Heroes (the players), Adversaries (GM-controlled baddies), and Obstacles (GM-controlled non-combat stuff) all participate in the Challenge system.
In combat, there are a wide variety of adversary types, all of which present different types of opposition. Minions are weak, fairly ineffectual opponents that the heroes can dispatch easily, but who have a bonus action when paired with a commander. Standard foes are robust opponents, with a wider array of combat options and the health to stand up to the heroes. Commanders, more so than any other adversary, are fearsome fighters with the ability to call in reinforcements and direct minions around the battlefield.
On the non-combat side, Obstacles can be created to represent virtually anything the heroes must surmount. The abstracted nature of non-combat positioning means that you can build a challenge representing the stubborn, obstinate nature of a Noble’s opinions as easily as you can create a challenge for infiltrating a decrepit ruin or researching an ancient secret about the malevolent force that exists in the Deep Wood.
There are two big reasons why I went about creating the challenge system rather than using the more traditional ‘roll vs. difficulty’ approach one sees in most role-playing games.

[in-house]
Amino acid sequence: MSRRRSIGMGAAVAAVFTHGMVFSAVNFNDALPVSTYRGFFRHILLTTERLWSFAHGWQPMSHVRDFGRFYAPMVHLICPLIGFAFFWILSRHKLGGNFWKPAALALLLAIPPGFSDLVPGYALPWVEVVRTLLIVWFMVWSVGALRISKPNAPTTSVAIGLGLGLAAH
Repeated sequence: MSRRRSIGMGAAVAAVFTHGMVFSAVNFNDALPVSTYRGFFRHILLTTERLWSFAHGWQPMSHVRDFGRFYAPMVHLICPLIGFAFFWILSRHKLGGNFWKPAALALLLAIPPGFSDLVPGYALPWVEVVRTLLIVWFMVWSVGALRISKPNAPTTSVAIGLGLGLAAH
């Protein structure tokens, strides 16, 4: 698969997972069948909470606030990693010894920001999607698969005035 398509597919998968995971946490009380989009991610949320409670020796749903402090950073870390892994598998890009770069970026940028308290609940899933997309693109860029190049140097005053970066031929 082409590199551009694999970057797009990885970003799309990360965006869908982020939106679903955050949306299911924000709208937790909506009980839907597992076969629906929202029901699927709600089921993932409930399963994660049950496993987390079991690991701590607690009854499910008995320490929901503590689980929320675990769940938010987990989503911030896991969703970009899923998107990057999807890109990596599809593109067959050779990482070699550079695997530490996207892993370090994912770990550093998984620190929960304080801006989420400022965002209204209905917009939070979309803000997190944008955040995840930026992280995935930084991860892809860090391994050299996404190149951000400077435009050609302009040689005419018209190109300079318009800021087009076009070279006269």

First, coming from a combative background, I wanted a system that more accurately emulates the ebb and flow of information fighting an opponent. I recognize that attack and skill rolls are an abstraction, and in many systems represent the multitude of feints and attacks carried out in the heat of combat. It was my desire to bring the adrenaline and rush of committing to the attack and the potential for sudden reversal to the table. Each engagement injects opportunities for triumph and reversal because of the attack, counter, interrupt system.